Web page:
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New visa rules trouble Indian Americans: Minister


New Delhi, July 14 , 2010

Overseas Indian Affairs Minister Vayalar Ravi was flooded with complaints from Indian Americans during his US visit over India's tightened visa rules.

"Every state that I visited in the US, they (Indian Americans) raised the problem regarding the new visa rules and suggested we make amendments," Ravi, who returned to New Delhi Tuesday after a six-day visit, told IANS.

Ravi visited Chicago, Las Vegas, Phoenix and New York and interacted with Indian Americans living there.

The home ministry had, in an attempt to tighten security in the light of the Nov 26, 2008 Mumbai attacks, notified that Indians who have acquired other nationalities surrender their passports and obtain a "renunciation certificate" to be able to travel to India.

This was after Pakistani American David Headley pleaded guilty to making several scouting trips to India prior to the Mumbai attack.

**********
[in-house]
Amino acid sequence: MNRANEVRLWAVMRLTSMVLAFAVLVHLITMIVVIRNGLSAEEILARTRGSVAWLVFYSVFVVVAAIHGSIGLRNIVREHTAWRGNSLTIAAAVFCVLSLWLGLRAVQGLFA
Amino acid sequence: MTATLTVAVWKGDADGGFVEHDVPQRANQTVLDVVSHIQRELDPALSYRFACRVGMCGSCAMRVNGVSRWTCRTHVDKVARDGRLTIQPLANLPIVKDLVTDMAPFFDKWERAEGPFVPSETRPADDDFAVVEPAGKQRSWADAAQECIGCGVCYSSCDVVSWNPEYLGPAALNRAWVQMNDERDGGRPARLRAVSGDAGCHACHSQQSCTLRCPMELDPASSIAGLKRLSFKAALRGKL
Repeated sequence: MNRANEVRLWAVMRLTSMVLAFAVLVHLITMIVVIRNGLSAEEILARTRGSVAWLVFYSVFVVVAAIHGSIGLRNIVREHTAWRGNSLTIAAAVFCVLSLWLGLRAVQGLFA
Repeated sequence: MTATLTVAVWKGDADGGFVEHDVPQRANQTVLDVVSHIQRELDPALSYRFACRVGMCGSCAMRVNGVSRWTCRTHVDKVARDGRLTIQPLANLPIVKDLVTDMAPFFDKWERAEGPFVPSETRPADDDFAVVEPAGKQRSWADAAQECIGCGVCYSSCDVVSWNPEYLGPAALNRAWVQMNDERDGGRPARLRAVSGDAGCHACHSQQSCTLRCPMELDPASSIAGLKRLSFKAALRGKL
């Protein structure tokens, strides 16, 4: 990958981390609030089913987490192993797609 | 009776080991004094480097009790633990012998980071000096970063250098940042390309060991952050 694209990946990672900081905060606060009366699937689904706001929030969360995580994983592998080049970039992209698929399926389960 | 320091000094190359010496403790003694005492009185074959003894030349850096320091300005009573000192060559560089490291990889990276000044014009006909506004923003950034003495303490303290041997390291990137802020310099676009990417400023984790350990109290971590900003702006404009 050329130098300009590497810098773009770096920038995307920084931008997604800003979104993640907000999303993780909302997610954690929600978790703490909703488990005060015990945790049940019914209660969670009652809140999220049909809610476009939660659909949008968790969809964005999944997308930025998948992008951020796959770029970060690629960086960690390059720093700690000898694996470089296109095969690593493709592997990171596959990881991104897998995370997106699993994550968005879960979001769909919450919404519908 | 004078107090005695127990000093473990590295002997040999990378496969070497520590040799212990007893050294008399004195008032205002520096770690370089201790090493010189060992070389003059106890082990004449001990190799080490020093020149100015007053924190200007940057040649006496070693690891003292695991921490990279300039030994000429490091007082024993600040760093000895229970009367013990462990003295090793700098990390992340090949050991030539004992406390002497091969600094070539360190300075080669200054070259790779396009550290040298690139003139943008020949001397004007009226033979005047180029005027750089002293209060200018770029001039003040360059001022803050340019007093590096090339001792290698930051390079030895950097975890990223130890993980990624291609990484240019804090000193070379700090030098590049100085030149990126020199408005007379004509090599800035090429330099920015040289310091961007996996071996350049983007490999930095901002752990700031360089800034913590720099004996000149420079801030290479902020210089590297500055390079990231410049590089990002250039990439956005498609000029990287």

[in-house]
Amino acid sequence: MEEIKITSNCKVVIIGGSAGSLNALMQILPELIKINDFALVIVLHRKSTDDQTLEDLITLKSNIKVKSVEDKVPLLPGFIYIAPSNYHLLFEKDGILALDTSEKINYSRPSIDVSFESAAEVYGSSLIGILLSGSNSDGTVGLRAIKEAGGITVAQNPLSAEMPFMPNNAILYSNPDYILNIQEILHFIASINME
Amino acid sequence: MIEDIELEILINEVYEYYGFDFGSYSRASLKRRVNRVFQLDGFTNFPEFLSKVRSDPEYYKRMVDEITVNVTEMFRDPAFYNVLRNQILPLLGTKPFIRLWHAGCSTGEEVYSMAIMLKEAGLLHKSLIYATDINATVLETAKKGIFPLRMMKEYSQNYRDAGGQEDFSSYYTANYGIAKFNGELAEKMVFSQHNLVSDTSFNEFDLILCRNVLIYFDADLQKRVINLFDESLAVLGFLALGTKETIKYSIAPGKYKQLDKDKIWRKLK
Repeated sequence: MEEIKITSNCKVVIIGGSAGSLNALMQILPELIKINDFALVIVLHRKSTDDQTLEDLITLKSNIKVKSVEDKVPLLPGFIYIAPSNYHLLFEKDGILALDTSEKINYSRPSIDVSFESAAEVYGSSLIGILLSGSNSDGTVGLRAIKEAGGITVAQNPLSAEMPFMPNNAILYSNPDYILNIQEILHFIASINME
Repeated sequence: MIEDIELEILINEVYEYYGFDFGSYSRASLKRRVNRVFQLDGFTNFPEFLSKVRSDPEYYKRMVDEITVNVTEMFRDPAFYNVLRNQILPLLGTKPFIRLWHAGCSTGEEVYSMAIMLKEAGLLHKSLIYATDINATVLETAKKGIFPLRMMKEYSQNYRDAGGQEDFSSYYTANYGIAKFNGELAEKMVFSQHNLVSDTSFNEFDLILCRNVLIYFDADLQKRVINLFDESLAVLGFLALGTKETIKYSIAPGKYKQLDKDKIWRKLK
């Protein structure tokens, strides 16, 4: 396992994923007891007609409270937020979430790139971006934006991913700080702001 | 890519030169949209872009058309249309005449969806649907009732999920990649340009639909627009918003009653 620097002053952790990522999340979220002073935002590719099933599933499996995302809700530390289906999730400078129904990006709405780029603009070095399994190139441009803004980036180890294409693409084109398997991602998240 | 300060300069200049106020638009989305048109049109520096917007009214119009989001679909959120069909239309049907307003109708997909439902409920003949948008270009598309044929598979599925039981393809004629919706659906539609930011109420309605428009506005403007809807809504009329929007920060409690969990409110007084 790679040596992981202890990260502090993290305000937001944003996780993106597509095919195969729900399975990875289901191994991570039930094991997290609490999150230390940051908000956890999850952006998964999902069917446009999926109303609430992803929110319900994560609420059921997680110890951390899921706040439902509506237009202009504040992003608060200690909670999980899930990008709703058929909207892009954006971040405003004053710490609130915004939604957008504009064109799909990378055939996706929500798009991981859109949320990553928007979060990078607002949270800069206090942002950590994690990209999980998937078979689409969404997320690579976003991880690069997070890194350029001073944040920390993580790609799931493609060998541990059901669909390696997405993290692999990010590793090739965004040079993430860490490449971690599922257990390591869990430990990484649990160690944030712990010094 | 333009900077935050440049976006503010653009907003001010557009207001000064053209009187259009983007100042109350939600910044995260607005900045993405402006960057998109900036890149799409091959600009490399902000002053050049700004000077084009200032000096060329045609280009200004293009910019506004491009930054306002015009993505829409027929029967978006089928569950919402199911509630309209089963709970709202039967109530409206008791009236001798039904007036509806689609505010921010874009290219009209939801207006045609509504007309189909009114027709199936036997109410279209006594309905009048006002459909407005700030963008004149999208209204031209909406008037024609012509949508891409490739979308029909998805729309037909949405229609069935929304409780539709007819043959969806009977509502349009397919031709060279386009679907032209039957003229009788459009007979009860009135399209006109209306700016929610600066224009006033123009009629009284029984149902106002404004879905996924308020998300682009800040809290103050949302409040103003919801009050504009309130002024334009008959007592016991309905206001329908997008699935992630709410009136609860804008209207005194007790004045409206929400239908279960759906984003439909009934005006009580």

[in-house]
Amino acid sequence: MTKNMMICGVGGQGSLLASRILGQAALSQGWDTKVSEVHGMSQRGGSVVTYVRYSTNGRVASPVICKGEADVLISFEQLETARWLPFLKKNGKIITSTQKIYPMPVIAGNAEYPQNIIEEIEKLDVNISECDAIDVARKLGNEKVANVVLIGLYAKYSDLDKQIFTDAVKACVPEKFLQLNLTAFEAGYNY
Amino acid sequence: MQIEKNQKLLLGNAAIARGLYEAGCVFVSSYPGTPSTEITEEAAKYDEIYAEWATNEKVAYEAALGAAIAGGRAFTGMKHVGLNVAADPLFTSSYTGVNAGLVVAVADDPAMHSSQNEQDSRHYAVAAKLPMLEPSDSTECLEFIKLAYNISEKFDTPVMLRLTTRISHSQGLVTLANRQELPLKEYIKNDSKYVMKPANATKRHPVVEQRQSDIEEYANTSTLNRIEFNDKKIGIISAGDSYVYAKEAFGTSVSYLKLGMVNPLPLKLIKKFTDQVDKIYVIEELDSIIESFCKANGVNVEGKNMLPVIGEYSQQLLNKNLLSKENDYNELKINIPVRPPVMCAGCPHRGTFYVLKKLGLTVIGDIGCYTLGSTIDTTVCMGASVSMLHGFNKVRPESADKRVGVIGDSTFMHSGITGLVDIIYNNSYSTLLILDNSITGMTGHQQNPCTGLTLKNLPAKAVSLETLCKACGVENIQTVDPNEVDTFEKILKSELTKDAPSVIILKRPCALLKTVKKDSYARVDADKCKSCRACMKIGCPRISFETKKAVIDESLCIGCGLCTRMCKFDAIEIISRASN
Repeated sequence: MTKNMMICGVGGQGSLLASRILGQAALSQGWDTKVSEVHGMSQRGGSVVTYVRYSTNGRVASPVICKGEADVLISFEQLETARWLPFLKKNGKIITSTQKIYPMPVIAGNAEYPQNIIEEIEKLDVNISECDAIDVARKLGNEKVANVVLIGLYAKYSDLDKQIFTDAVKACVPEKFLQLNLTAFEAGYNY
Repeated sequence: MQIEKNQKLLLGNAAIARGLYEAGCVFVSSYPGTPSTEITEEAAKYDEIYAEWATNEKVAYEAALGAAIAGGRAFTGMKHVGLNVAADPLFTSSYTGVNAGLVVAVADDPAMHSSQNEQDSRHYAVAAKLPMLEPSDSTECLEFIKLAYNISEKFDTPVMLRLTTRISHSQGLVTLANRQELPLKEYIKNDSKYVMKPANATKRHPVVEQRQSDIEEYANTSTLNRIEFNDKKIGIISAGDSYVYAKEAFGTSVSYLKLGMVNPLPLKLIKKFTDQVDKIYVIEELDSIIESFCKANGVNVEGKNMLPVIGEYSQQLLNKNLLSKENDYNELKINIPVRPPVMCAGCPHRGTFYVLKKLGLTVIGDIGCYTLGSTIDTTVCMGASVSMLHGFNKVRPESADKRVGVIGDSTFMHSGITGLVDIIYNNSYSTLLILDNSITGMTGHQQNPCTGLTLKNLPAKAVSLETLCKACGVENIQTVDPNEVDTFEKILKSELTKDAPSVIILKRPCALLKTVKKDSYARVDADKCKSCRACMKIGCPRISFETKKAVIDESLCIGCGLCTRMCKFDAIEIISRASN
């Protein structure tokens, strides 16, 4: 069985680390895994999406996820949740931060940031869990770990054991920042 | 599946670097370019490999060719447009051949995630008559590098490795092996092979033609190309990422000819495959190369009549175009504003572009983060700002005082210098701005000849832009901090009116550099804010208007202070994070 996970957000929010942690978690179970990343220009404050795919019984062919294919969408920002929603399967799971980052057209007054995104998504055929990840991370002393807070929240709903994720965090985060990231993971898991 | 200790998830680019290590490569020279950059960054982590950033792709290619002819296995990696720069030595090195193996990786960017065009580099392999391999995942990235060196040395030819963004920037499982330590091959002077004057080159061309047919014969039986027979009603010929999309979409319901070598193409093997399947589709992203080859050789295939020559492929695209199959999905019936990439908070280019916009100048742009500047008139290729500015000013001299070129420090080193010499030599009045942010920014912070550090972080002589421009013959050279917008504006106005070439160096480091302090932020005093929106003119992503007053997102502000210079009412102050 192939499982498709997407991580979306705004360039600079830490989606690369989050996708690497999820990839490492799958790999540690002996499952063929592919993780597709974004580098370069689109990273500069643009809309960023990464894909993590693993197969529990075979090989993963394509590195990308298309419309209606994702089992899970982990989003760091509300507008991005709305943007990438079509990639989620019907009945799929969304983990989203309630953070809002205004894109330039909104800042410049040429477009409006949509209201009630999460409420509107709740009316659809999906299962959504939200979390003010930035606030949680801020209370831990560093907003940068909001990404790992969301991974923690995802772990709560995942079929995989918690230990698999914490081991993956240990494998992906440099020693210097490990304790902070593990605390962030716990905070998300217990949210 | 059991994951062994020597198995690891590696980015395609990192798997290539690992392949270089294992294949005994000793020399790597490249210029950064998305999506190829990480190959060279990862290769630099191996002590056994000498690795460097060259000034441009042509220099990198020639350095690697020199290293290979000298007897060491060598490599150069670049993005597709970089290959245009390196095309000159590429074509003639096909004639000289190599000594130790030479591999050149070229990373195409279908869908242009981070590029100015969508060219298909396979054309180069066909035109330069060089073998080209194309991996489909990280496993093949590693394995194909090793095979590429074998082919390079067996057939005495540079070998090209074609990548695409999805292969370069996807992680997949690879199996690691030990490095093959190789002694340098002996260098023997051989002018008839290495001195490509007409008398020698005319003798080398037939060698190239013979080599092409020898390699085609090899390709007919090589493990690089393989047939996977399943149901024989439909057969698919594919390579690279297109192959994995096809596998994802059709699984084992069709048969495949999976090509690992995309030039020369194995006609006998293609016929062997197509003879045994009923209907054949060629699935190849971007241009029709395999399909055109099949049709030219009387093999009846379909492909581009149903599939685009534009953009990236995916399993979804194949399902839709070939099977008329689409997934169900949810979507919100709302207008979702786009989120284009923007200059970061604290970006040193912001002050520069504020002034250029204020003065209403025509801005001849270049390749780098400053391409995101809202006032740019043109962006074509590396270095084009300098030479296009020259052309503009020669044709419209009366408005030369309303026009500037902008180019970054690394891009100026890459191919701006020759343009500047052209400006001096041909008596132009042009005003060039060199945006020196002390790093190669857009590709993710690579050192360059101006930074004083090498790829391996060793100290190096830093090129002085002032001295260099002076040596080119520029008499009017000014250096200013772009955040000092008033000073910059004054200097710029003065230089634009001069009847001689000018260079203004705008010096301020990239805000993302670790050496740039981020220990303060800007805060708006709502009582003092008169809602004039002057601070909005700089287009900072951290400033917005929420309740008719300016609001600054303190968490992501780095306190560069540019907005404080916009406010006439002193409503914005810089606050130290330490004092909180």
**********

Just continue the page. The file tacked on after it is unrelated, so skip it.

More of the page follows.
The 1955 Indian Citizenship Act does not allow dual citizenship and those who continue to retain their Indian passport and use it as a travel document in spite of acquiring foreign citizenship are committing an offence under the Indian Passport Act 1976, say officials.

Applications for renunciation certificates, running into thousands, are pending at the Indian consulate in New York alone after the Indian home ministry issued this order.

While Ravi maintained that "decisions can be made only in the country's security interest", he said he will discuss the matter with External Affairs Minister S.M. Krishna and Home Minister P. Chidambaram.

"The government has to take all possible steps to plug all loopholes," the minister added.